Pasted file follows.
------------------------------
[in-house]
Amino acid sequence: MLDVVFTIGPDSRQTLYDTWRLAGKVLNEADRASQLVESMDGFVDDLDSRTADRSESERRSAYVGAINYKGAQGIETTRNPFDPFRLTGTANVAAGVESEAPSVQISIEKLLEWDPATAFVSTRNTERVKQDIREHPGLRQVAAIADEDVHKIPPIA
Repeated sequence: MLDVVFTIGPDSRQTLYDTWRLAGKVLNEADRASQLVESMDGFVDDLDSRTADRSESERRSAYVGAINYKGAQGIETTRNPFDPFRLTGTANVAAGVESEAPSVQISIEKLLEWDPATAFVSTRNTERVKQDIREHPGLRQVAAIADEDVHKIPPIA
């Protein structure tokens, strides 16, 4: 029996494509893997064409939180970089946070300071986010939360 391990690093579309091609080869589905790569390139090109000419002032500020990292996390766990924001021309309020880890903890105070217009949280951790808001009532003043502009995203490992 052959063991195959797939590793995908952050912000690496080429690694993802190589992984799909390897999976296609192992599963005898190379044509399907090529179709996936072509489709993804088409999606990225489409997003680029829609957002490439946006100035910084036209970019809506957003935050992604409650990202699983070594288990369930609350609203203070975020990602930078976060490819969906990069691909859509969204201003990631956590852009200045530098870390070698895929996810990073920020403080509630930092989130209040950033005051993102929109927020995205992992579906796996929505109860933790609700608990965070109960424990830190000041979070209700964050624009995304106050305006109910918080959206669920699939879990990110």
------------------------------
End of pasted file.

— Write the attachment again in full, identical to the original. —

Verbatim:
[in-house]
Amino acid sequence: MLDVVFTIGPDSRQTLYDTWRLAGKVLNEADRASQLVESMDGFVDDLDSRTADRSESERRSAYVGAINYKGAQGIETTRNPFDPFRLTGTANVAAGVESEAPSVQISIEKLLEWDPATAFVSTRNTERVKQDIREHPGLRQVAAIADEDVHKIPPIA
Repeated sequence: MLDVVFTIGPDSRQTLYDTWRLAGKVLNEADRASQLVESMDGFVDDLDSRTADRSESERRSAYVGAINYKGAQGIETTRNPFDPFRLTGTANVAAGVESEAPSVQISIEKLLEWDPATAFVSTRNTERVKQDIREHPGLRQVAAIADEDVHKIPPIA
């Protein structure tokens, strides 16, 4: 029996494509893997064409939180970089946070300071986010939360 391990690093579309091609080869589905790569390139090109000419002032500020990292996390766990924001021309309020880890903890105070217009949280951790808001009532003043502009995203490992 052959063991195959797939590793995908952050912000690496080429690694993802190589992984799909390897999976296609192992599963005898190379044509399907090529179709996936072509489709993804088409999606990225489409997003680029829609957002490439946006100035910084036209970019809506957003935050992604409650990202699983070594288990369930609350609203203070975020990602930078976060490819969906990069691909859509969204201003990631956590852009200045530098870390070698895929996810990073920020403080509630930092989130209040950033005051993102929109927020995205992992579906796996929505109860933790609700608990965070109960424990830190000041979070209700964050624009995304106050305006109910918080959206669920699939879990990110």